The passing of conservative icon and National Review founder William F. Buckley has given TNR contributors pause to reflect on his legacy. John B. Judis, one of Buckley’s biographers, writes that “the key to Buckley is to understand that he was a rebel, but not a heretic.” On The Plank, James Kirchick pays homage to “the voluminous service [Buckley] performed on behalf of the English language,” and Buckley’s old friend and political foil, James K. Galbraith remembers him as “a magnificent human being, by any standard.” And, from the TNR archives, Sam Tanenhaus discusses the disintegration of “the movement Buckley did so much, perhaps more than anyone else, to create,” while Johann Hari encounters a disenchanted Buckley on a cruise ship and, in what makes a fine eulogy, observes that “the great battles of his life are already won.”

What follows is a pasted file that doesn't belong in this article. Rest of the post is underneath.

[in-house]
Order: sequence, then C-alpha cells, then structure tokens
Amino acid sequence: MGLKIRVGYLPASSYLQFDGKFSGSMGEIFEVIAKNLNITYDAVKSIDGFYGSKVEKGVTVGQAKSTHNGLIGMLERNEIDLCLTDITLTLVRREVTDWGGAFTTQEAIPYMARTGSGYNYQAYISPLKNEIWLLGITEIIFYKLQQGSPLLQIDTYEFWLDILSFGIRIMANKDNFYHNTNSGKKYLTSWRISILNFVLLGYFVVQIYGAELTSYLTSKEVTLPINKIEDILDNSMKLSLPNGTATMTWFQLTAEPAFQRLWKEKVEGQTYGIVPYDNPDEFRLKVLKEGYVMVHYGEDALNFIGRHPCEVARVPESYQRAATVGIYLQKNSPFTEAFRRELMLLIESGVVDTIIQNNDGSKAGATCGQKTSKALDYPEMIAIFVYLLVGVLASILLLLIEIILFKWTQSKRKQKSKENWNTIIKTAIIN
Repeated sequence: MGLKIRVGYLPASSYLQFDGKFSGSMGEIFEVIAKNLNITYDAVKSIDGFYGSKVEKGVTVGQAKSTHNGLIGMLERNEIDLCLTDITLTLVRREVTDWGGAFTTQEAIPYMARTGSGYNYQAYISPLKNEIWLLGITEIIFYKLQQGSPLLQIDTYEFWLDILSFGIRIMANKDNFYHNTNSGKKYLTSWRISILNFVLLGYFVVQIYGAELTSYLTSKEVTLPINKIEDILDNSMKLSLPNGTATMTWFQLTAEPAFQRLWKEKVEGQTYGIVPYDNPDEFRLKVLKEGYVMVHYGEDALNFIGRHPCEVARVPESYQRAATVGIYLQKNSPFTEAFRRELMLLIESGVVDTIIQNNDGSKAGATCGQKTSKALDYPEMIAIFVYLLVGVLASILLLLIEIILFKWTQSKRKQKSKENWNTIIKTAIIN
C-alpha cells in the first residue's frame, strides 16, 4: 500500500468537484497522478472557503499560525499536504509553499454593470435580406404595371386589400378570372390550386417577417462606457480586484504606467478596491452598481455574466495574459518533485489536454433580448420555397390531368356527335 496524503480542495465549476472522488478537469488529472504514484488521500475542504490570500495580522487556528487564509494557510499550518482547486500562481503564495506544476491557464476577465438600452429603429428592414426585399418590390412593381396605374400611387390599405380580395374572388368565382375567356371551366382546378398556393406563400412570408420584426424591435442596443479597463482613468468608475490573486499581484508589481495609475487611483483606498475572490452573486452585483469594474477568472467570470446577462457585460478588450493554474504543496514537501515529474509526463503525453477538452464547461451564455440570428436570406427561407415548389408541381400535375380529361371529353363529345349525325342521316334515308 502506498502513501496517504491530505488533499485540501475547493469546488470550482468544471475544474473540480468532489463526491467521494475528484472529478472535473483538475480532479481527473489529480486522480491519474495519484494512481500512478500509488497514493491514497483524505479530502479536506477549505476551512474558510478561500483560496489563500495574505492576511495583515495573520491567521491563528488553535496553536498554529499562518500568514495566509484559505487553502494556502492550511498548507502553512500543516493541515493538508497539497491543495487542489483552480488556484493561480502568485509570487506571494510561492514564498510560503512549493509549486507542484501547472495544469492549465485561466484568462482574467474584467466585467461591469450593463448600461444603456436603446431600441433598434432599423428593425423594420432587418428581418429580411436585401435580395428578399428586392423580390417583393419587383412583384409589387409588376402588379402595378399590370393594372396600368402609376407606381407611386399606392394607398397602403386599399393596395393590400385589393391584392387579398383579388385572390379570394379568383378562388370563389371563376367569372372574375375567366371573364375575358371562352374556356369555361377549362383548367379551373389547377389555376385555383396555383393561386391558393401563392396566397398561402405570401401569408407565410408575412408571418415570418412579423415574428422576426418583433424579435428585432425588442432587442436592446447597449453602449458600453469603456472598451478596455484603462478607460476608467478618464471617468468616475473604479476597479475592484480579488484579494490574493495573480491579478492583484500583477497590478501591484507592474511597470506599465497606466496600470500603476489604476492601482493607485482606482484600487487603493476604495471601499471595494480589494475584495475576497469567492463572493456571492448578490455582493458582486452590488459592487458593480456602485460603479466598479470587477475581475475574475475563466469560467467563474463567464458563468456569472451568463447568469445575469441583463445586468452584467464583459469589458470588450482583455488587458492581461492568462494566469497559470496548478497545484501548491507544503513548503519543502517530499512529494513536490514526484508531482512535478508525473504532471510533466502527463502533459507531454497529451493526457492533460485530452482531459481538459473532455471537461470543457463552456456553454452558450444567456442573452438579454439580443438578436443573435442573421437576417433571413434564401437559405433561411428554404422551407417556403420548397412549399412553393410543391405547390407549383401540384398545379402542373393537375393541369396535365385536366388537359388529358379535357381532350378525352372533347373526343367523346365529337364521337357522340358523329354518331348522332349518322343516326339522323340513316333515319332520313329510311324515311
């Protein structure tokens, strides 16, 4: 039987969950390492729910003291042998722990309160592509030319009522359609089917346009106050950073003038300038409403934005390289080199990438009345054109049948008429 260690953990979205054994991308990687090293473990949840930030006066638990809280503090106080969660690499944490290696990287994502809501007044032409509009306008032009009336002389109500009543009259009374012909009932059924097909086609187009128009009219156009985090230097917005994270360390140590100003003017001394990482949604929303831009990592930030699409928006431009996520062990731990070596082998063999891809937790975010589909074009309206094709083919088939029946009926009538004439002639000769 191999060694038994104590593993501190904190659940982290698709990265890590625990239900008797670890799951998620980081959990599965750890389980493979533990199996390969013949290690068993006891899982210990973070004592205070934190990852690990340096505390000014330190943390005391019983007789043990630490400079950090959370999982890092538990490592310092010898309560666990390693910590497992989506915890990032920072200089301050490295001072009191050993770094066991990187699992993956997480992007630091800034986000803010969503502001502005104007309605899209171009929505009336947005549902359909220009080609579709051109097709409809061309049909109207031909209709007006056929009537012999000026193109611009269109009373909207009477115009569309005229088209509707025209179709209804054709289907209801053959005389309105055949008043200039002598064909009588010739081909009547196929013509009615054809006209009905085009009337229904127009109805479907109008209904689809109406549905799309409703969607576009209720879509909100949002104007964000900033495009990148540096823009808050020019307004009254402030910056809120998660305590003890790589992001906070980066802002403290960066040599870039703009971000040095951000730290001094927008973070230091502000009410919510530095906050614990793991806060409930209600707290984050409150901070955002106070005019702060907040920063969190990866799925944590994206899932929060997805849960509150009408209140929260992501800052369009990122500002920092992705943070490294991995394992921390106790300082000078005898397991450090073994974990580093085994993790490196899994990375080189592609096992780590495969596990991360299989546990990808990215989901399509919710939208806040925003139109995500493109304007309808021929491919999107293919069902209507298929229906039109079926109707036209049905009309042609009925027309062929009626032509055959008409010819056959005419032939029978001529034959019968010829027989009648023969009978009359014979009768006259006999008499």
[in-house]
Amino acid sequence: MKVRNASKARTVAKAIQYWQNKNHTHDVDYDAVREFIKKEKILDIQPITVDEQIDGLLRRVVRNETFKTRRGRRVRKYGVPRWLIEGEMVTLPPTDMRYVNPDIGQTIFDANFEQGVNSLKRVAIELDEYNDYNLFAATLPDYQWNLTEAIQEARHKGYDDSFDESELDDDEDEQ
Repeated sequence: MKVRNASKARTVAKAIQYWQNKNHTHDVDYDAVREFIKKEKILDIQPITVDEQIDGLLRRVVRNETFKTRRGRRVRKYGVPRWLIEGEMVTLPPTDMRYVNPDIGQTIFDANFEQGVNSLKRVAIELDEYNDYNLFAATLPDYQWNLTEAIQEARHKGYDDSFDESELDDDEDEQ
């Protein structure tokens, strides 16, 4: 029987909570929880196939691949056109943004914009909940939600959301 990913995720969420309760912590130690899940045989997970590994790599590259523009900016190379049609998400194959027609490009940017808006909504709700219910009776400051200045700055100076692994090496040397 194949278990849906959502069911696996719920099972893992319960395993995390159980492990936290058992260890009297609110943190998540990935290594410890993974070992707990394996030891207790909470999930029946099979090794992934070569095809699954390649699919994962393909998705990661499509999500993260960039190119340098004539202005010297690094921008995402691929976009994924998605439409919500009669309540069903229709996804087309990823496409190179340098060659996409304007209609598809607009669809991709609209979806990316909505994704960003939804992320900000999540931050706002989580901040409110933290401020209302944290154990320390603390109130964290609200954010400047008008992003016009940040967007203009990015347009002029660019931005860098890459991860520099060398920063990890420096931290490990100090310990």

--Ben Crair